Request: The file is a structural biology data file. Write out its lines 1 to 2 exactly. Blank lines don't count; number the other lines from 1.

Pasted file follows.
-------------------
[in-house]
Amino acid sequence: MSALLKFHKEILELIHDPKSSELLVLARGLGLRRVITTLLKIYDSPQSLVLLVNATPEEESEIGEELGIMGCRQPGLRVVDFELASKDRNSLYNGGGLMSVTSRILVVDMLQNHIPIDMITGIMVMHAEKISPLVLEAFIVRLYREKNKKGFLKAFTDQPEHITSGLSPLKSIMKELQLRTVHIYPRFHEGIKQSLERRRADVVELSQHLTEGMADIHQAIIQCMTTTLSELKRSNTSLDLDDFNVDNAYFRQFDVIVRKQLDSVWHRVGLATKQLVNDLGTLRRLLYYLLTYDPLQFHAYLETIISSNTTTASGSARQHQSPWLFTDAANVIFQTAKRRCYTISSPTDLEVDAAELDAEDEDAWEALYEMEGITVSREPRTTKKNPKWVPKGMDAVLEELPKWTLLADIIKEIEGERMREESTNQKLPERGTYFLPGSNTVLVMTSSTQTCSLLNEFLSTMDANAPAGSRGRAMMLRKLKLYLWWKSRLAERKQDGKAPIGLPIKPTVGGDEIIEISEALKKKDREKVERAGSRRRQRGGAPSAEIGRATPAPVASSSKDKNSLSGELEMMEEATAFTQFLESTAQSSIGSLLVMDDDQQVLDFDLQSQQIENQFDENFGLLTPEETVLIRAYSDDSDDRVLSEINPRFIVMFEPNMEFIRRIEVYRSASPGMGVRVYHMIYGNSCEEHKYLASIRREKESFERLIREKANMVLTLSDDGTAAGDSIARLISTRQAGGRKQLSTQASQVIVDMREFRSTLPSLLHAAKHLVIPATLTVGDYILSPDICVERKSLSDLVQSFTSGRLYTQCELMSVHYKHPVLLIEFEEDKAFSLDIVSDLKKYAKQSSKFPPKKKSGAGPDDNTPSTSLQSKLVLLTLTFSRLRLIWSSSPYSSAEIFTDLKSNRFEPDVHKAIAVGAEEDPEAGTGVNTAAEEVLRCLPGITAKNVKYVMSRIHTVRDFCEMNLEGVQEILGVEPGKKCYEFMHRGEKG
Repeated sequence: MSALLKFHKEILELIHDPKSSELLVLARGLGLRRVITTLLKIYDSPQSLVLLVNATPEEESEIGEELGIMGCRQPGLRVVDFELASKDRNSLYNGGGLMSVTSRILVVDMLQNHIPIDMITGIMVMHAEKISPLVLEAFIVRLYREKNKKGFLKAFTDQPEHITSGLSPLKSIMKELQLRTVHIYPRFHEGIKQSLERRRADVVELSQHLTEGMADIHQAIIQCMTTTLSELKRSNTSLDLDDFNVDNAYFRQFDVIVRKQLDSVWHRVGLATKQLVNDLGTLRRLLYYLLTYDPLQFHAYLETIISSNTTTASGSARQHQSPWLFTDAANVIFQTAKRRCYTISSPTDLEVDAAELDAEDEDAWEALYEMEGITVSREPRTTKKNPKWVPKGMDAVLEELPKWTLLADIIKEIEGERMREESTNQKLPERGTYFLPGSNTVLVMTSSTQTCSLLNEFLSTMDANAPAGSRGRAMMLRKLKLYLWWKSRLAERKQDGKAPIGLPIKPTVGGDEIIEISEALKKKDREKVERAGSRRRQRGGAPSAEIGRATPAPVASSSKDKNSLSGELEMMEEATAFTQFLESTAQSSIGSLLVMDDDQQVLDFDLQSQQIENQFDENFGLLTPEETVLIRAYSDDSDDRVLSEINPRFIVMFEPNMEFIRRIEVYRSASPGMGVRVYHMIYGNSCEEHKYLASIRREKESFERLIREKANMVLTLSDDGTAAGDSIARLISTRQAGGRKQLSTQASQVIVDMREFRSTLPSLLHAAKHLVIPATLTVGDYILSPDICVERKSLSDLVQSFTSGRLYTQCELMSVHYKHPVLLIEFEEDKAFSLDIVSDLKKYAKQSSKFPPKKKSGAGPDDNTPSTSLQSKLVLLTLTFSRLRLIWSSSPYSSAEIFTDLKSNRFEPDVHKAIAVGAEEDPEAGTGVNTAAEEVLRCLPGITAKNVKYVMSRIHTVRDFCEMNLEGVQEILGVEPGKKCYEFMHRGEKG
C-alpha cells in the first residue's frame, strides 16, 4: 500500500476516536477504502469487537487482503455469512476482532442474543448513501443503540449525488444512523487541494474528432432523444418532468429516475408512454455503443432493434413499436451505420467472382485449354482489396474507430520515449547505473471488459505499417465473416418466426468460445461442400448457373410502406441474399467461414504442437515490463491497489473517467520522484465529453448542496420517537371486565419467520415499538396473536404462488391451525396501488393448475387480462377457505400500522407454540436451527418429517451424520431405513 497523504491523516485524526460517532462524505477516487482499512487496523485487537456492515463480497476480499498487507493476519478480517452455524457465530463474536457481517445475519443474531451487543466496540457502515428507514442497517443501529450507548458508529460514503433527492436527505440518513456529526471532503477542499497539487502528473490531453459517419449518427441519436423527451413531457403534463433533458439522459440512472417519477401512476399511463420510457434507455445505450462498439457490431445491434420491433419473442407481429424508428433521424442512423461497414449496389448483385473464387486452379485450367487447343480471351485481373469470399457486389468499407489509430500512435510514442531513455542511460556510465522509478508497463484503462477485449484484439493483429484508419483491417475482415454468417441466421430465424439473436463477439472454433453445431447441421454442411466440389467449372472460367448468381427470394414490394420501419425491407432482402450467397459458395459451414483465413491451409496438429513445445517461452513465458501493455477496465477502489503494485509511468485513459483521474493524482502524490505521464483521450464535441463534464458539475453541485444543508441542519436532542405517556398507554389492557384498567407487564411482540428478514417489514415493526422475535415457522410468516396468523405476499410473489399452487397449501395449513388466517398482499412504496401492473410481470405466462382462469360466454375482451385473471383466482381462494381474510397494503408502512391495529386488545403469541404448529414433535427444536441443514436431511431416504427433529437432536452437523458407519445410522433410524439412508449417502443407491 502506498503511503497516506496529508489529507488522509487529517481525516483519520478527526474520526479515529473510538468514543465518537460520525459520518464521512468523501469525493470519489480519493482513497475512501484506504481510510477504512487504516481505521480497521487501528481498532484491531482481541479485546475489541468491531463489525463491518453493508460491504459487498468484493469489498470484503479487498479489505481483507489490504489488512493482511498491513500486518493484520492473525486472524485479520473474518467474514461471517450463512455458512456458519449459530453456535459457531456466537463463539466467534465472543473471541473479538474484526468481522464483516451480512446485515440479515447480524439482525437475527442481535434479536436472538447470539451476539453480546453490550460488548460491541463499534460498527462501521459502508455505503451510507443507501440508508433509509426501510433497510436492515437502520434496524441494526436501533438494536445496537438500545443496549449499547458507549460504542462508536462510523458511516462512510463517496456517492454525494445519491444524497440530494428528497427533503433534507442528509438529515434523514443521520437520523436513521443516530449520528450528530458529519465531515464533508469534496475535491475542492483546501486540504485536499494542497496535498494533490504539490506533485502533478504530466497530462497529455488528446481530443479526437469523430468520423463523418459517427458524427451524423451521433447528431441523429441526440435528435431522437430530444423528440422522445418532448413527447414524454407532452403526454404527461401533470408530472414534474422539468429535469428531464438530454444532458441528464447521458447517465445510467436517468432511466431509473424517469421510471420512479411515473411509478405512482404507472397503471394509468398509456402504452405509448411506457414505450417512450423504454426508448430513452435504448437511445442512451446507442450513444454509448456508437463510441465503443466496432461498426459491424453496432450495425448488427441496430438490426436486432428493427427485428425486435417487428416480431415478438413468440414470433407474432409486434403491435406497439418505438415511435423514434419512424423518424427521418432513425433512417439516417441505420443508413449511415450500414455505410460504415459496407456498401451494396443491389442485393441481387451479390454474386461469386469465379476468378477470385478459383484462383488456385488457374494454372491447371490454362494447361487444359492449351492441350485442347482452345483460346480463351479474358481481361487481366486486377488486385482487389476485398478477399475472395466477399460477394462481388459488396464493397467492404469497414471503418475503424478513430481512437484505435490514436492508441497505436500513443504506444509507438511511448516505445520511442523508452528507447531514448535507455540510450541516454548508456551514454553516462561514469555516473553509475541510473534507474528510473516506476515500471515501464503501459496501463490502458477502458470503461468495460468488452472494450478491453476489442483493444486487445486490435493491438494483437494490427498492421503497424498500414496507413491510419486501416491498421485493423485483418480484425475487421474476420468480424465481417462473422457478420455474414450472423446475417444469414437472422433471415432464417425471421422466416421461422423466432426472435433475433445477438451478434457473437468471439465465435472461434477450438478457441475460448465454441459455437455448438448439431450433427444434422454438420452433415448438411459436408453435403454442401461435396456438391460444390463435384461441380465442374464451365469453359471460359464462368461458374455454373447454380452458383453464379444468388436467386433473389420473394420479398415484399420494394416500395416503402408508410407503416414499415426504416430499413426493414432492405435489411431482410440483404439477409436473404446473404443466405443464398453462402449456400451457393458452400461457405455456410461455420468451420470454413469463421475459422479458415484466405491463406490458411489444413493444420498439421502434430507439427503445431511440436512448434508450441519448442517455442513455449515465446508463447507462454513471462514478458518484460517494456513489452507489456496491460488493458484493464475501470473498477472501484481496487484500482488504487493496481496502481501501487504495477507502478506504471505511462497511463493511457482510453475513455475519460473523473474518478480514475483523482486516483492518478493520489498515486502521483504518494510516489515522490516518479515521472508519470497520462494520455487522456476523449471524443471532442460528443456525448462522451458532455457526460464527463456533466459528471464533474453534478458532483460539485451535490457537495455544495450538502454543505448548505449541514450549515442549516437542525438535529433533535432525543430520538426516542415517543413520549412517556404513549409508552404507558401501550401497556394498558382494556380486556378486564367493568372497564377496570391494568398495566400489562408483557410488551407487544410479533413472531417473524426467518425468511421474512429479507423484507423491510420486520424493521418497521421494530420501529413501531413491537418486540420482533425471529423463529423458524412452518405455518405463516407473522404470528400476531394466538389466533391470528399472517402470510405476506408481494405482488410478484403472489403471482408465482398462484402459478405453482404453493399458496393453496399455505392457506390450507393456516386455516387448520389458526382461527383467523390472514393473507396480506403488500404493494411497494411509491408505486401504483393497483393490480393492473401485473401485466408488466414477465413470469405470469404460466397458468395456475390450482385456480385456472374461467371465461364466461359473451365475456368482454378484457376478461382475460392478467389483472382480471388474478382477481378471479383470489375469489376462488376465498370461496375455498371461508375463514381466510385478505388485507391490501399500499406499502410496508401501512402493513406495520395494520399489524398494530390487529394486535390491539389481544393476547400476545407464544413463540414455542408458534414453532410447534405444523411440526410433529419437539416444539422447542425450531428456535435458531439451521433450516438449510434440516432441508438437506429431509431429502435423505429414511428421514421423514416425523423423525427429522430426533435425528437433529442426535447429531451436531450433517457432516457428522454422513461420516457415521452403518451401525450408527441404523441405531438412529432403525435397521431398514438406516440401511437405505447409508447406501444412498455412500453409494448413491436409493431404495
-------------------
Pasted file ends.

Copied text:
[in-house]
Amino acid sequence: MSALLKFHKEILELIHDPKSSELLVLARGLGLRRVITTLLKIYDSPQSLVLLVNATPEEESEIGEELGIMGCRQPGLRVVDFELASKDRNSLYNGGGLMSVTSRILVVDMLQNHIPIDMITGIMVMHAEKISPLVLEAFIVRLYREKNKKGFLKAFTDQPEHITSGLSPLKSIMKELQLRTVHIYPRFHEGIKQSLERRRADVVELSQHLTEGMADIHQAIIQCMTTTLSELKRSNTSLDLDDFNVDNAYFRQFDVIVRKQLDSVWHRVGLATKQLVNDLGTLRRLLYYLLTYDPLQFHAYLETIISSNTTTASGSARQHQSPWLFTDAANVIFQTAKRRCYTISSPTDLEVDAAELDAEDEDAWEALYEMEGITVSREPRTTKKNPKWVPKGMDAVLEELPKWTLLADIIKEIEGERMREESTNQKLPERGTYFLPGSNTVLVMTSSTQTCSLLNEFLSTMDANAPAGSRGRAMMLRKLKLYLWWKSRLAERKQDGKAPIGLPIKPTVGGDEIIEISEALKKKDREKVERAGSRRRQRGGAPSAEIGRATPAPVASSSKDKNSLSGELEMMEEATAFTQFLESTAQSSIGSLLVMDDDQQVLDFDLQSQQIENQFDENFGLLTPEETVLIRAYSDDSDDRVLSEINPRFIVMFEPNMEFIRRIEVYRSASPGMGVRVYHMIYGNSCEEHKYLASIRREKESFERLIREKANMVLTLSDDGTAAGDSIARLISTRQAGGRKQLSTQASQVIVDMREFRSTLPSLLHAAKHLVIPATLTVGDYILSPDICVERKSLSDLVQSFTSGRLYTQCELMSVHYKHPVLLIEFEEDKAFSLDIVSDLKKYAKQSSKFPPKKKSGAGPDDNTPSTSLQSKLVLLTLTFSRLRLIWSSSPYSSAEIFTDLKSNRFEPDVHKAIAVGAEEDPEAGTGVNTAAEEVLRCLPGITAKNVKYVMSRIHTVRDFCEMNLEGVQEILGVEPGKKCYEFMHRGEKG